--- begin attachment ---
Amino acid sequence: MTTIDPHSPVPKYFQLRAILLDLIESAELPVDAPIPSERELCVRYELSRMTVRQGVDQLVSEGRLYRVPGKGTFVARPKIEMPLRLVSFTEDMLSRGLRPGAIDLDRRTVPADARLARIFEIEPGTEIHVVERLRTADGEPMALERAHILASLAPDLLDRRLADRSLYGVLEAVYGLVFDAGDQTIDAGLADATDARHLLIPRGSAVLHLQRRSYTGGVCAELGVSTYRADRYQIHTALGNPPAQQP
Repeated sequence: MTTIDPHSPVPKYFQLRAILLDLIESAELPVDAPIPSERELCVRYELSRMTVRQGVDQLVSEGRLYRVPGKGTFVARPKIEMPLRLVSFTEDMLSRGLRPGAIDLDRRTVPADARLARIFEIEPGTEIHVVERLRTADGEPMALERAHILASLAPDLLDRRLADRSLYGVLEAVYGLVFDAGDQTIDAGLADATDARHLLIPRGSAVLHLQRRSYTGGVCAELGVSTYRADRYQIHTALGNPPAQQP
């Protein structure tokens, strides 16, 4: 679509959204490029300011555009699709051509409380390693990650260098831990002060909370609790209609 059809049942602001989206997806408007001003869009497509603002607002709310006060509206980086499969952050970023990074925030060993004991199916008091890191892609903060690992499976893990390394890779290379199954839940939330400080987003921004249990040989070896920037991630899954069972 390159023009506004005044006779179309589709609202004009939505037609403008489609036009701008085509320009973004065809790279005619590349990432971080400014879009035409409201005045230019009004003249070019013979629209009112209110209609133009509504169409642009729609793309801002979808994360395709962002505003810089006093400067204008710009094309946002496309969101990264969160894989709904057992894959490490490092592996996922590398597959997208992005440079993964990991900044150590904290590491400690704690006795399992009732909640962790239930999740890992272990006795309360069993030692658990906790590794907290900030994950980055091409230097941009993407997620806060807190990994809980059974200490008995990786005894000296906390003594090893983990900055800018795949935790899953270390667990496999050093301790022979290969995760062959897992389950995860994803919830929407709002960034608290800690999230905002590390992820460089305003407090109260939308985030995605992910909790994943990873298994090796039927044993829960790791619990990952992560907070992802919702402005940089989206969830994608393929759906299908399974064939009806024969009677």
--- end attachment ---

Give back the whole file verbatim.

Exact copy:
Amino acid sequence: MTTIDPHSPVPKYFQLRAILLDLIESAELPVDAPIPSERELCVRYELSRMTVRQGVDQLVSEGRLYRVPGKGTFVARPKIEMPLRLVSFTEDMLSRGLRPGAIDLDRRTVPADARLARIFEIEPGTEIHVVERLRTADGEPMALERAHILASLAPDLLDRRLADRSLYGVLEAVYGLVFDAGDQTIDAGLADATDARHLLIPRGSAVLHLQRRSYTGGVCAELGVSTYRADRYQIHTALGNPPAQQP
Repeated sequence: MTTIDPHSPVPKYFQLRAILLDLIESAELPVDAPIPSERELCVRYELSRMTVRQGVDQLVSEGRLYRVPGKGTFVARPKIEMPLRLVSFTEDMLSRGLRPGAIDLDRRTVPADARLARIFEIEPGTEIHVVERLRTADGEPMALERAHILASLAPDLLDRRLADRSLYGVLEAVYGLVFDAGDQTIDAGLADATDARHLLIPRGSAVLHLQRRSYTGGVCAELGVSTYRADRYQIHTALGNPPAQQP
């Protein structure tokens, strides 16, 4: 679509959204490029300011555009699709051509409380390693990650260098831990002060909370609790209609 059809049942602001989206997806408007001003869009497509603002607002709310006060509206980086499969952050970023990074925030060993004991199916008091890191892609903060690992499976893990390394890779290379199954839940939330400080987003921004249990040989070896920037991630899954069972 390159023009506004005044006779179309589709609202004009939505037609403008489609036009701008085509320009973004065809790279005619590349990432971080400014879009035409409201005045230019009004003249070019013979629209009112209110209609133009509504169409642009729609793309801002979808994360395709962002505003810089006093400067204008710009094309946002496309969101990264969160894989709904057992894959490490490092592996996922590398597959997208992005440079993964990991900044150590904290590491400690704690006795399992009732909640962790239930999740890992272990006795309360069993030692658990906790590794907290900030994950980055091409230097941009993407997620806060807190990994809980059974200490008995990786005894000296906390003594090893983990900055800018795949935790899953270390667990496999050093301790022979290969995760062959897992389950995860994803919830929407709002960034608290800690999230905002590390992820460089305003407090109260939308985030995605992910909790994943990873298994090796039927044993829960790791619990990952992560907070992802919702402005940089989206969830994608393929759906299908399974064939009806024969009677």